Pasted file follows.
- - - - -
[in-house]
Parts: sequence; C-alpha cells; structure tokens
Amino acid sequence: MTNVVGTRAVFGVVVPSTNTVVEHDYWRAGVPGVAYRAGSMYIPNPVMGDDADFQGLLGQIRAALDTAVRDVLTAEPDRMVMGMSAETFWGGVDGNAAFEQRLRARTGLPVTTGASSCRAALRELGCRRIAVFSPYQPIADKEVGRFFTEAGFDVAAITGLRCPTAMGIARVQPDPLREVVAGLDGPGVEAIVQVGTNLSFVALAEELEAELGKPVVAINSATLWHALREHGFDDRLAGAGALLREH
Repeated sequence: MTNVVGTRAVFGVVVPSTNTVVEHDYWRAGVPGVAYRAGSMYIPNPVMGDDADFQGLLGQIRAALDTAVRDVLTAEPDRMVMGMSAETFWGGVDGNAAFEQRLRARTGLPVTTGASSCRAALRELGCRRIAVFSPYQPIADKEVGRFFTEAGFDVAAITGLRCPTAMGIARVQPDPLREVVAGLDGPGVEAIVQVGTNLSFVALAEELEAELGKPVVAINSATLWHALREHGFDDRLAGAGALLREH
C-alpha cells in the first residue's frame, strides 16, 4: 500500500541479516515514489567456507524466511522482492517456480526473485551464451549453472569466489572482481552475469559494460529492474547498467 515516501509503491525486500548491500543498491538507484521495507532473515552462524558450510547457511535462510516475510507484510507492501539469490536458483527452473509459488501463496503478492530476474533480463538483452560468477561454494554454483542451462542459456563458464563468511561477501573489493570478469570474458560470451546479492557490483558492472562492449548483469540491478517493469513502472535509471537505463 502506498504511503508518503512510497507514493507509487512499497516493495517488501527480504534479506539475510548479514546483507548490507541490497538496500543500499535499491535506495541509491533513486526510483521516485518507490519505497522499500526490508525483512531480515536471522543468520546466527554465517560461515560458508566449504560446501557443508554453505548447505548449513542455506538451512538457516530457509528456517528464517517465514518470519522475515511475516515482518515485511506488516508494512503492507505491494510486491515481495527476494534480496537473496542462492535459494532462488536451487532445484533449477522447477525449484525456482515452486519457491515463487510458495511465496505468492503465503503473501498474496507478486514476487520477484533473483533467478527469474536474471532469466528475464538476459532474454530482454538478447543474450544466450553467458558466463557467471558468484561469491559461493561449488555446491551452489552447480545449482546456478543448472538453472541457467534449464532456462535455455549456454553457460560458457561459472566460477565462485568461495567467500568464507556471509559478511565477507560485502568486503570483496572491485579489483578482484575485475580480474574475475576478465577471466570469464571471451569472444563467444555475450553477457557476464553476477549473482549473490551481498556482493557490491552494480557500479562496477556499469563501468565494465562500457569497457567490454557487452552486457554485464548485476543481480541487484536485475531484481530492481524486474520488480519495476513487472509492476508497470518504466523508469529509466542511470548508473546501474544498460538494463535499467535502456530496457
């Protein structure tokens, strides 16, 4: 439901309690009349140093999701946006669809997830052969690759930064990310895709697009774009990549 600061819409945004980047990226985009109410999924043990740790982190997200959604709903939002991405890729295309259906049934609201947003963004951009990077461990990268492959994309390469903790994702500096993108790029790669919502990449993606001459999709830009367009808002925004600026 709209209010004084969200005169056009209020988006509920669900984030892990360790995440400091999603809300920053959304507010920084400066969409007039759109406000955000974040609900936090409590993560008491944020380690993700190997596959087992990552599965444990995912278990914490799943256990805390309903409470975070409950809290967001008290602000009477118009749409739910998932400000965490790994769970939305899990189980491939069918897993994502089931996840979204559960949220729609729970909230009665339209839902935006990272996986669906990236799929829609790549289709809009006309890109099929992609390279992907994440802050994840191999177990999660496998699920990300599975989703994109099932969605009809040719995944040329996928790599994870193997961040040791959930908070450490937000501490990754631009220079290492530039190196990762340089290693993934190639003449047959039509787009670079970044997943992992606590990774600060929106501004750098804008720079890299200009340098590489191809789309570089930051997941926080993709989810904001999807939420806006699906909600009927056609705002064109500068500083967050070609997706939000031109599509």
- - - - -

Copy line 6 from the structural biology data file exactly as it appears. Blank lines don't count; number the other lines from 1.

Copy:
């Protein structure tokens, strides 16, 4: 439901309690009349140093999701946006669809997830052969690759930064990310895709697009774009990549 600061819409945004980047990226985009109410999924043990740790982190997200959604709903939002991405890729295309259906049934609201947003963004951009990077461990990268492959994309390469903790994702500096993108790029790669919502990449993606001459999709830009367009808002925004600026 709209209010004084969200005169056009209020988006509920669900984030892990360790995440400091999603809300920053959304507010920084400066969409007039759109406000955000974040609900936090409590993560008491944020380690993700190997596959087992990552599965444990995912278990914490799943256990805390309903409470975070409950809290967001008290602000009477118009749409739910998932400000965490790994769970939305899990189980491939069918897993994502089931996840979204559960949220729609729970909230009665339209839902935006990272996986669906990236799929829609790549289709809009006309890109099929992609390279992907994440802050994840191999177990999660496998699920990300599975989703994109099932969605009809040719995944040329996928790599994870193997961040040791959930908070450490937000501490990754631009220079290492530039190196990762340089290693993934190639003449047959039509787009670079970044997943992992606590990774600060929106501004750098804008720079890299200009340098590489191809789309570089930051997941926080993709989810904001999807939420806006699906909600009927056609705002064109500068500083967050070609997706939000031109599509």